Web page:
This is why Marvin Gaye’s song resonates with me more now than when I first heard it decades ago. The song makes me optimistically curious about the future and our part in being change activists. COVID-19 has helped me to step into my purpose as a missions-driven change activist and I believe that I must do my part to leave the world better than when I lived in it. I received my wake-up call long ago to live and pursue a disruptive future. A future that will shift others to react fervently.

What about leaders of organizations, though? There is the ever-present need to innovate and transform while also cultivating and maintaining a healthy culture to increase the quality of employee experiences. Nonprofit HR’s 2021 Nonprofit Talent Management Priorities Survey showed us that assessing, building and improving organizational culture remains a top priority for leaders. The data also proves that COVID-19 and the Black Lives Matter movement have impacted budget and talent management objectives for organizations across the nation. And so when I think about that Marvin Gaye song, here’s what is going on:

Respondent results regarding COVID-19:

Respondent results regarding the Black Lives Matter movement:

Download the full 2021 Nonprofit Talent Management Priorities Survey Report here

With this data as a reference point, I have been able to more clearly gather my thoughts around what the future of the social sector might look like. Consider these aha moments as more continue to prioritize their organization’s people management and culture imperatives.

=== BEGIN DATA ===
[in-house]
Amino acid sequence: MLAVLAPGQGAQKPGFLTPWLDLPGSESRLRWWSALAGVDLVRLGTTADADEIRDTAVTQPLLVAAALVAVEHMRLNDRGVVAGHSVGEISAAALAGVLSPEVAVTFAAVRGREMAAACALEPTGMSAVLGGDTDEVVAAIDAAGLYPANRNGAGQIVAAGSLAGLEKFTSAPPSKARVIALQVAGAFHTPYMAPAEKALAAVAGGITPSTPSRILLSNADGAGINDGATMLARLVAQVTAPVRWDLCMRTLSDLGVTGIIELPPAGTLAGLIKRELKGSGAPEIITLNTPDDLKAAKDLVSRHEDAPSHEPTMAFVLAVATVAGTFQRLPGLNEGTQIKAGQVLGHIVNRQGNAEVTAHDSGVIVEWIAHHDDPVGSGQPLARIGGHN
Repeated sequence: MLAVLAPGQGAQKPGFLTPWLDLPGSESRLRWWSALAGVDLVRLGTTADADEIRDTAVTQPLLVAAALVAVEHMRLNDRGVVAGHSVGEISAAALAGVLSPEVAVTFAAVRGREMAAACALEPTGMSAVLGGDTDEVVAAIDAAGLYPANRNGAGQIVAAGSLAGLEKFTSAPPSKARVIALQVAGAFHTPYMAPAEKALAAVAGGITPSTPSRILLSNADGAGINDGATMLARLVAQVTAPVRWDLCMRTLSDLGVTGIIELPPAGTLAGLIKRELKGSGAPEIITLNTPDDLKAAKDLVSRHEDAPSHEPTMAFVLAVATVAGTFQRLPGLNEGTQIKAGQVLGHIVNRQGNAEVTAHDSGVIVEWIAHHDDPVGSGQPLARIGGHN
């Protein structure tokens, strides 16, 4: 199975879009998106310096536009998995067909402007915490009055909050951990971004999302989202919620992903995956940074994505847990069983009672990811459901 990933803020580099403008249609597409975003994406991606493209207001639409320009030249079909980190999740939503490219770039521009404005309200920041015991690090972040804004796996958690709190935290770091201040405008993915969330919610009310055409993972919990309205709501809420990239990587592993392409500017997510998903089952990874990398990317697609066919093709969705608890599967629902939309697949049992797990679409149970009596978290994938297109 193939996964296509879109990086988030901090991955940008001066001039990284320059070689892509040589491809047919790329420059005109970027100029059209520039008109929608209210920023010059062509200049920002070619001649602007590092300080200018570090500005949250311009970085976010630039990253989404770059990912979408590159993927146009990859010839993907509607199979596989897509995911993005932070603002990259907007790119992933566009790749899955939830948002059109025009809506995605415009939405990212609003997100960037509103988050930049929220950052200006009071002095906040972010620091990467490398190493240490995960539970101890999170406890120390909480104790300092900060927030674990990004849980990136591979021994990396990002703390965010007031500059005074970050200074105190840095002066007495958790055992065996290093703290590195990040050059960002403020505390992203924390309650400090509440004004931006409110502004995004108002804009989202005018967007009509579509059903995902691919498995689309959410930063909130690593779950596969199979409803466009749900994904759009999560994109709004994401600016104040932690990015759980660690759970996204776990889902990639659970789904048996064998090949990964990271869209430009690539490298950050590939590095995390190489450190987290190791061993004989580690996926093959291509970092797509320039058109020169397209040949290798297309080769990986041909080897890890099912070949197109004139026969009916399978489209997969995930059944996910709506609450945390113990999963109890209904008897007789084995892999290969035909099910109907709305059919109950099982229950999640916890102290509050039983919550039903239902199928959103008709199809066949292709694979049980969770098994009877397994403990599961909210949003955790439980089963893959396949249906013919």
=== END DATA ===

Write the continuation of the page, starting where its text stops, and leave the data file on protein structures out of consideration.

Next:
Keep Moving Forward

  • Expand your network and include people that believe and embrace your vision and values.
  • Connect and communicate with people that are excited about your mission.
  • Live your dream and include others while you run toward a purposeful destination.
  • Ask people that want to join your organization how their purpose and passion align with yours.

Lean in, Be Uncomfortable and Welcome Transformation

  • Do not allow your comfort zone to hold you hostage.
  • Embrace discomfort and use every ounce of your courage to transform.
  • Remember the tenants of being a social entrepreneur, which are parallel to living out loud.
  • Inspire others to help you tell your story so that your ideas are sustained long after you’ve passed the baton.

Things to Remember As You Innovate and Foster Innovation in Others

  • Social entrepreneurs have a desire to change things for the better.
  • Social entrepreneurs innovate products and services to solve unmet needs.
  • Innovators collaborate and build genuine relationships.
  • Innovators do not harbor, but unleash their power so that others can be impactful.

I encourage you to listen to Marvin Gaye’s song as you reflect on this post. What’s going on should not be a mystery. We are all on journeys that require us to be fully aware of our professional and personal purposes. Marvin Gaye’s song permits us to question the future of us, but also to reimagine a future that is different from our current reality. The song serves as an inspirational compass to live a purpose-driven and well-integrated life.

Chief Social Impact Officer & Managing Partner
Direct: 202.644.7423